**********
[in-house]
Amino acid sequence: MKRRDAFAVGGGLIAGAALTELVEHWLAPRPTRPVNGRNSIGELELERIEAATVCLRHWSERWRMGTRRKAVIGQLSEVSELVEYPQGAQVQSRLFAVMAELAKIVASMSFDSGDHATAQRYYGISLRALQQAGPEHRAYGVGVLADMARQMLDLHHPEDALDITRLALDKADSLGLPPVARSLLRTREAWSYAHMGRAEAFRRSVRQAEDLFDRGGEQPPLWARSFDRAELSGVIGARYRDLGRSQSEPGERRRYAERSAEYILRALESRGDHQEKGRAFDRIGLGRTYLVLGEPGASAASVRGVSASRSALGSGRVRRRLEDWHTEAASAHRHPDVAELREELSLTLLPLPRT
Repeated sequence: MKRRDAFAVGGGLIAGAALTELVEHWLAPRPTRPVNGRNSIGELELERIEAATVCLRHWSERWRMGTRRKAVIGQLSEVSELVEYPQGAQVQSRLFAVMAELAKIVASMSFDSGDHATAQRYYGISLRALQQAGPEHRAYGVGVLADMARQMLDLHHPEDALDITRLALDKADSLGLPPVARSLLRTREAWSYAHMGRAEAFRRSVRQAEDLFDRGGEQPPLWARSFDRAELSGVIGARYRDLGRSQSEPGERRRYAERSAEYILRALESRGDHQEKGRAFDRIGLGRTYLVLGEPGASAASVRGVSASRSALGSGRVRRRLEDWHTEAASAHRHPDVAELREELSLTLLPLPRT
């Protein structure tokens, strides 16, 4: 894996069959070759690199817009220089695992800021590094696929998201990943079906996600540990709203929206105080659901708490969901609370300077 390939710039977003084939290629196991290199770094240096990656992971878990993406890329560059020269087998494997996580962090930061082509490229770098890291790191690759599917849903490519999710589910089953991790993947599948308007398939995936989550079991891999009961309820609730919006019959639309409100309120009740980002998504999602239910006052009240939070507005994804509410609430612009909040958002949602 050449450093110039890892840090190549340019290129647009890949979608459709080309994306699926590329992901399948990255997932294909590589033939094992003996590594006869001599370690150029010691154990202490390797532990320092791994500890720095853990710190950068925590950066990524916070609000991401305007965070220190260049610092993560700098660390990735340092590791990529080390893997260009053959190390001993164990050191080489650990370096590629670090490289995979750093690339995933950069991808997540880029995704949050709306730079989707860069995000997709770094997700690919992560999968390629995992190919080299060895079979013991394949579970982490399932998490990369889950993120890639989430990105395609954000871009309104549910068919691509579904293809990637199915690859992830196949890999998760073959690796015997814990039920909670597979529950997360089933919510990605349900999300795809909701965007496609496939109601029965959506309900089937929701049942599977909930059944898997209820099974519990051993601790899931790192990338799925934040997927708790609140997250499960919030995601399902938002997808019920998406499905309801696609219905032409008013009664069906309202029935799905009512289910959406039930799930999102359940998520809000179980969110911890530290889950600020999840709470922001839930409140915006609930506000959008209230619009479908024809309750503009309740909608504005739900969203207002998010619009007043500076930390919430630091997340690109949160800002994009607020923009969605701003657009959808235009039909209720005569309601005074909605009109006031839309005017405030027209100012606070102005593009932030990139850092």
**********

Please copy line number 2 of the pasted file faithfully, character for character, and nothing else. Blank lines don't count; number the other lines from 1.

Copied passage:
Amino acid sequence: MKRRDAFAVGGGLIAGAALTELVEHWLAPRPTRPVNGRNSIGELELERIEAATVCLRHWSERWRMGTRRKAVIGQLSEVSELVEYPQGAQVQSRLFAVMAELAKIVASMSFDSGDHATAQRYYGISLRALQQAGPEHRAYGVGVLADMARQMLDLHHPEDALDITRLALDKADSLGLPPVARSLLRTREAWSYAHMGRAEAFRRSVRQAEDLFDRGGEQPPLWARSFDRAELSGVIGARYRDLGRSQSEPGERRRYAERSAEYILRALESRGDHQEKGRAFDRIGLGRTYLVLGEPGASAASVRGVSASRSALGSGRVRRRLEDWHTEAASAHRHPDVAELREELSLTLLPLPRT